I just never thought about it too much because she is my mother and her place is here, with me, and my siblings. To lend an ear when I need it. To tell me where my missing tights are. To yell at me to wash the dishes and have a delicious dinner ready to eat when I get home from a long day at university, even though she has been working her socks off all day and chasing after two little brothers who just will not get up for school.

And I never realised before how odd her life must look, because she is almost blind in one eye and I couldn’t go one day wearing just one contact lens.

And I am not even blind in one eye!

And I watch how she caters for everybody, and hosts like an angel, and never sits down or eats until she is sure everybody else has. I complain because she complains that nobody has done anything without noticing that she has done so much and nobody has told her to please sit down, to please have a rest, “and mama I will make you a cup of tea and wash the dishes because you have been out all day sorting out the boys and paying the bills and cleaning and gardening and teaching and loving and being the heart and soul of this whole family and all the strings that attach it together”

Because she has, and she is. And I have never ever appreciated this before. And here I sit worrying about what sort of life I will lead if I ever become ‘lumbered‘ with children and all I am thinking of is, where is her reward? Where  is her break? When does she get to say, ‘oh, I am done here, I am going for a nap’.

Because if she left today this whole family would fall to pieces.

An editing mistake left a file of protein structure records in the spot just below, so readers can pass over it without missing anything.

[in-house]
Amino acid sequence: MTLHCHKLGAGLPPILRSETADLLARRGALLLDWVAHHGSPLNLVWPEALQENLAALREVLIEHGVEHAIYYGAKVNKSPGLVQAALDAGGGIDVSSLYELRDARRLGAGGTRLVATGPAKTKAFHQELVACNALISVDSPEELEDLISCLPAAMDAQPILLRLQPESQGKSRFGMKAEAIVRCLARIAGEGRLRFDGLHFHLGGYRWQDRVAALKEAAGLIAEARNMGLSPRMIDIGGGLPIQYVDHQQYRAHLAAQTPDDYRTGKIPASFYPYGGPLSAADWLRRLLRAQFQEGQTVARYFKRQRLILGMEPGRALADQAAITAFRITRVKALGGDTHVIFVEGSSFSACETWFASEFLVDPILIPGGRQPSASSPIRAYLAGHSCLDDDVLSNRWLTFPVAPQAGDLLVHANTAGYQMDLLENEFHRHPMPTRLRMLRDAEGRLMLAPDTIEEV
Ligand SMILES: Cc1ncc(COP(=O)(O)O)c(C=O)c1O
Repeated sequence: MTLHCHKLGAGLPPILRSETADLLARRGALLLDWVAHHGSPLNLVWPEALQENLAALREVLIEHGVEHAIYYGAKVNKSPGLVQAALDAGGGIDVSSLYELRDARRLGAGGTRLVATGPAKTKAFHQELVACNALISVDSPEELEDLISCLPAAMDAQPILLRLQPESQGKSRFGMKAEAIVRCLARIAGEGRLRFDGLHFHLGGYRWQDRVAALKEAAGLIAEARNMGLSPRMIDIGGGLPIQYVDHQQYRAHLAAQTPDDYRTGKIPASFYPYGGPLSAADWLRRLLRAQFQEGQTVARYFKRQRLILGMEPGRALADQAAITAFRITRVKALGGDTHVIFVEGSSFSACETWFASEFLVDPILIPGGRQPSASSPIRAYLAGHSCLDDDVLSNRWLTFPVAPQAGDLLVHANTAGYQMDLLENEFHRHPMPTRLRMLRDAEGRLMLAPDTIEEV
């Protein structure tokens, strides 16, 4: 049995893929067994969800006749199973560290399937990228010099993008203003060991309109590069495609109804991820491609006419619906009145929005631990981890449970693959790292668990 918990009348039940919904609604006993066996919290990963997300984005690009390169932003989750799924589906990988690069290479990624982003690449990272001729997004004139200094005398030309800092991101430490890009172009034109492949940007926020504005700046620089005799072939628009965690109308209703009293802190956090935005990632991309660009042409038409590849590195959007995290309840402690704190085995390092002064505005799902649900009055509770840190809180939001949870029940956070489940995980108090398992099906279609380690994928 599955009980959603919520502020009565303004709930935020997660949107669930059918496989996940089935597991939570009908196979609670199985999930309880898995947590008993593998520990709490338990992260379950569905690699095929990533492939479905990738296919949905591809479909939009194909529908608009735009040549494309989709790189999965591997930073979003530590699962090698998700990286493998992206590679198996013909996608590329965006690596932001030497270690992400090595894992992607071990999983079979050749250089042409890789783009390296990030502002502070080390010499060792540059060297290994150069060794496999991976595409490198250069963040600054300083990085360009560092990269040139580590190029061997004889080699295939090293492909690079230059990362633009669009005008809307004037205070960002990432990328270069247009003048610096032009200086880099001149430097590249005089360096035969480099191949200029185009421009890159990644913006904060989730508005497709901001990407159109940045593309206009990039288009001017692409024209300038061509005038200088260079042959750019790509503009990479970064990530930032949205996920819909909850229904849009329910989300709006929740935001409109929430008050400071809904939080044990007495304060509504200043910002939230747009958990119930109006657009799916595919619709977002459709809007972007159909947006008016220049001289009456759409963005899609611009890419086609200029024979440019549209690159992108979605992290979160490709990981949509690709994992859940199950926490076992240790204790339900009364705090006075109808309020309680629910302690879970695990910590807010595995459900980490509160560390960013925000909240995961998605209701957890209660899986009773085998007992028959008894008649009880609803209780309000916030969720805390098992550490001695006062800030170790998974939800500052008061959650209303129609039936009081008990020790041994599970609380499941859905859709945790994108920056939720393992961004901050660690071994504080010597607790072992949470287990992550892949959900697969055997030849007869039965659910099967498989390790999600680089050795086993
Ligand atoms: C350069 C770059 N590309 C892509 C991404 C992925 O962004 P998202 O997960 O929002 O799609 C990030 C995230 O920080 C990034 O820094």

And I know for a fact that lazy, selfish, irritable, procrastinating me will never, ever be able to fill half her shoes. And so I panic. There’s me thinking I will be the perfect mum because some celebrity had a child and she now looks gorgeous and so does her baby and she looks epically happy. Frump that you are, Lenora. That’s not real life. THIS is.


5 thoughts on “Playing Mum

  1. Oh lady. I can hear the panic and the love and appreciation and desire and fear. For every door that opens, others close. It applies to every choice. Some are minuscule and don’t matter while others are game-changers. Motherhood is everything you describe and more. No one does it perfectly and that’s just fine. We’re not supposed to. The trick is to love the ride and remember those amazing moments of laughter and joyful abandon between the diapers, dishes, and whining. It’s a matter of what you choose to focus on. There’s my two cents:-)

    Liked by 1 person

  2. I completely understand where you are coming from! There is nothing I want more than a child! But, I too went through article after article about body and emotional changes and began to panic. I can’t really say that I’ve stopped panicking. I still have that day dream like “mommy” idea of what child-rearing is but have added more realistic viewpoints to it. The one thing I do use as a calming factor is that most negative things in life can be alleviated with a positive attitude. That sounds terribly cliche, but it helps to know that a lot of the things we view as “negative” we can change simply through our own perspective.

    Liked by 1 person